“It’s a complicated topic,” observes Andy Keeler, Ph.D., co-director of the Outer Banks Field Site and one of three advisors to the student team. “The students understand that it wasn’t their job to tell people what to do or to come up with a single right answer. Their job was to use the tools of research to learn new things about wastewater and stormwater and how the public and governments think about the options they have.”

To assess the risk of pollution from septic systems, the students took measurements of depth from the surface to the groundwater spanning more than a month and covering several locations. They used GIS technology to map areas of high, moderate and low susceptibility to interactions between septic system effluent and groundwater. 

They used a three-foot depth to groundwater as the marker for high susceptibility because that is the minimum separation specified in state law for adequate effluent treatment in the soil. Half of the sub-watershed mapped as highly susceptible included mostly low-lying and flat areas near roads, homes and businesses.


To check for the influence of septic system effluent on the groundwater, the students tested a series of samples from four groundwater wells and one surface drainage ditch for fecal bacteria and nutrients. They noted whether the samples were drawn on dry days or on days after rainfalls.  They then compared the results with testing from the 2018 phase of student research.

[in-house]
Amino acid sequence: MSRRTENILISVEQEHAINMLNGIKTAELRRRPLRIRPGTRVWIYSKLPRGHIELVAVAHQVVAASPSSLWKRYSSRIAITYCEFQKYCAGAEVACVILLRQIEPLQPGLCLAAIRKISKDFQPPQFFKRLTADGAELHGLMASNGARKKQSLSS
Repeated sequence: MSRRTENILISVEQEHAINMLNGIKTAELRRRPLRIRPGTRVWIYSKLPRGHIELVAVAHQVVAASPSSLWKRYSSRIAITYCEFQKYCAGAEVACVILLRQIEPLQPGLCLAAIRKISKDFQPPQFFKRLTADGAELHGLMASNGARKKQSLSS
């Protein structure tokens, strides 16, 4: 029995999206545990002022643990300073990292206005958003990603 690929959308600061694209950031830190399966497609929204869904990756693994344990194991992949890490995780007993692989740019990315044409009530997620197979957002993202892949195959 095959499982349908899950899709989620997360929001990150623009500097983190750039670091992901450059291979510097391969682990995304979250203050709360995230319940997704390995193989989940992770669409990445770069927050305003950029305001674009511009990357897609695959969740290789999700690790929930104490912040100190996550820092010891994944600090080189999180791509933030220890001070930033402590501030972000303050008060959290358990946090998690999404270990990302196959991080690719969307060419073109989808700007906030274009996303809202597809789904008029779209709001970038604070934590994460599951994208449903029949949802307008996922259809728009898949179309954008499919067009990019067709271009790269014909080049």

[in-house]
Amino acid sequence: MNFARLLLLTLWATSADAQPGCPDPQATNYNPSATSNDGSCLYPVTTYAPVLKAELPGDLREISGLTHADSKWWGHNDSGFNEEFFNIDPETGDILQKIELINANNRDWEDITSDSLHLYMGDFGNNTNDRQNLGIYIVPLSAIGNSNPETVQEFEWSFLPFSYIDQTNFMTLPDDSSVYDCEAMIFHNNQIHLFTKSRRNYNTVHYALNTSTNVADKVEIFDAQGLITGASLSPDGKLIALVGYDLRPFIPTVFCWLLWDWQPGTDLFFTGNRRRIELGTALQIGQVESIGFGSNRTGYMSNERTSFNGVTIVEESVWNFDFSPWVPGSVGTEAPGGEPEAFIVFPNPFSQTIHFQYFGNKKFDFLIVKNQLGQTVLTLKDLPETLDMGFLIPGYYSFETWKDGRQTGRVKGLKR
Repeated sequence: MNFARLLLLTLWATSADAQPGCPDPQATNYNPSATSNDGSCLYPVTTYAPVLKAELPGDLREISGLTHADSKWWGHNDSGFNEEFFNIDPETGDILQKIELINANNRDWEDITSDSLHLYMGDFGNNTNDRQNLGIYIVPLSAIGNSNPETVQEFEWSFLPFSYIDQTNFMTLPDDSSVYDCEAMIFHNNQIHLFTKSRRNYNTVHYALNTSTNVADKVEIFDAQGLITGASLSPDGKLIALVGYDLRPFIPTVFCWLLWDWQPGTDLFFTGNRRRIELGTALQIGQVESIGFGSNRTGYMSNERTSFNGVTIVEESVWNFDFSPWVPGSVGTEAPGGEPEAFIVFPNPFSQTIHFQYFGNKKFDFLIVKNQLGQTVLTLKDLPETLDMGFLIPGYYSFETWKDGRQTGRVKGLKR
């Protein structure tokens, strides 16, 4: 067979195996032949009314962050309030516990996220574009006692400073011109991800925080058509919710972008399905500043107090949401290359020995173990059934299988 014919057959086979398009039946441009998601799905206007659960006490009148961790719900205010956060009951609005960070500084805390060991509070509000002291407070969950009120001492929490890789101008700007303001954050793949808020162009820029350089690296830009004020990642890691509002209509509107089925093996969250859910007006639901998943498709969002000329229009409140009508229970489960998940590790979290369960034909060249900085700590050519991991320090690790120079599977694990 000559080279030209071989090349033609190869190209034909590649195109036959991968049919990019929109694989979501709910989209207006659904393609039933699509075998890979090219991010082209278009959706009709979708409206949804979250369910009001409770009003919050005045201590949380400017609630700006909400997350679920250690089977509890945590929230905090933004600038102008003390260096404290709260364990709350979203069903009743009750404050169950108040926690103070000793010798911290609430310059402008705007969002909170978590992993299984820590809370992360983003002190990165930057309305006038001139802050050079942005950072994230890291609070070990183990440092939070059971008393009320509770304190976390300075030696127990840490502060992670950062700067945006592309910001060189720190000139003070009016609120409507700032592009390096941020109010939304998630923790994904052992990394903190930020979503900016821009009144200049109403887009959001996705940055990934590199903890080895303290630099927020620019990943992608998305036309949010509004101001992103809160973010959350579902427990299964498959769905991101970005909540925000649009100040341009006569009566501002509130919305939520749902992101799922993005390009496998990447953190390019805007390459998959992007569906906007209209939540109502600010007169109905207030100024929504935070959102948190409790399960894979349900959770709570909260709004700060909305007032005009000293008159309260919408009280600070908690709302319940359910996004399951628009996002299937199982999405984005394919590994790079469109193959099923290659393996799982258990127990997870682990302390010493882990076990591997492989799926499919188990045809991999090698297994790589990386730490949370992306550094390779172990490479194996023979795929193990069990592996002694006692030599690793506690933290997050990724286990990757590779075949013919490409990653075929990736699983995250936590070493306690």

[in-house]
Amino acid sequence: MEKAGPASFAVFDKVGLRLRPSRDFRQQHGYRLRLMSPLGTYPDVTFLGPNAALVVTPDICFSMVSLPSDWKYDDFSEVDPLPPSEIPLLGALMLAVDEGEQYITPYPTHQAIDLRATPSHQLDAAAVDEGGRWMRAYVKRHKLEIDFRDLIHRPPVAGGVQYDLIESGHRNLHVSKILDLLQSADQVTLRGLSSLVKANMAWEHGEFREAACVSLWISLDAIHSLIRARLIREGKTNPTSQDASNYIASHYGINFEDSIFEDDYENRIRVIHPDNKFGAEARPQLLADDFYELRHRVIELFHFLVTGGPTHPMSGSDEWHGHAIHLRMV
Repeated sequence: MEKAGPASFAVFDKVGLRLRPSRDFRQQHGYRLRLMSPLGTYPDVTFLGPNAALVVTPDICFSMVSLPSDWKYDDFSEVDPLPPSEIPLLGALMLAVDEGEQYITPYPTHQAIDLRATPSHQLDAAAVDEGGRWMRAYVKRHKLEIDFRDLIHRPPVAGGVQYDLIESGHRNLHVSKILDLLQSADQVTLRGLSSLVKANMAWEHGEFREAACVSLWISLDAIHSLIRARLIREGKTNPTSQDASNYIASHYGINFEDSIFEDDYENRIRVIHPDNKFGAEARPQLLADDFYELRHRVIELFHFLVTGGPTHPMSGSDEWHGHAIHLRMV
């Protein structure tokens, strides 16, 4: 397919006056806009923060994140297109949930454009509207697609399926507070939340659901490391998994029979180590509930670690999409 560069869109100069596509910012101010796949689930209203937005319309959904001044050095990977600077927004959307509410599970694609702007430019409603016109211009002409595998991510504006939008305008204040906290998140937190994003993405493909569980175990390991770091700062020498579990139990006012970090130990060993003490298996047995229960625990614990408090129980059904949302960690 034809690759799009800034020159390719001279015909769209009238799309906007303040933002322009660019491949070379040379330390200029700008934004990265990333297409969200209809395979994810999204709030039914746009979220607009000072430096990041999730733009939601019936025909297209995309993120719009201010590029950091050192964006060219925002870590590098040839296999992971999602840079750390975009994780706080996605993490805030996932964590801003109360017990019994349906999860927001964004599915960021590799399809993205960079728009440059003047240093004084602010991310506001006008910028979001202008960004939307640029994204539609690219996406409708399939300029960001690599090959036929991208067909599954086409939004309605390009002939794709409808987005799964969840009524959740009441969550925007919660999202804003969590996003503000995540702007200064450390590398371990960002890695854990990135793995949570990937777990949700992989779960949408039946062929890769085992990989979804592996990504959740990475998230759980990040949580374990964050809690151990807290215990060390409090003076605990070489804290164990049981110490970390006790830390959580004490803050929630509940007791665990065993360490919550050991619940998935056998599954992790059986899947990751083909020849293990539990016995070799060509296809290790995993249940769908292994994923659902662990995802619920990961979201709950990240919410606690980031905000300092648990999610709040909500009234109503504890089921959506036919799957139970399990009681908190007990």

Nutrient levels could not be distinguished from natural background; only the surface water ditch showed meaningful concentrations of E. coli, at levels below the U.S. Environmental Protection Agency threshold for recreational waters. The 2019 levels were significantly lower than those of 2018; the students said that could be attributed to the groundwater lowering project and to less rainfall and drier soil conditions than in 2019.

Sampling for enterococcus bacteria showed levels in excess of the EPA threshold, an indicator of possible contamination from septic systems.


To assess perceptions of pollution risks and knowledge about the problems, the students conducted qualitative research, interviewing septic system professionals, public officials, researchers and property owners and then used software to analyze the transcripts for patterns of keywords and phrases.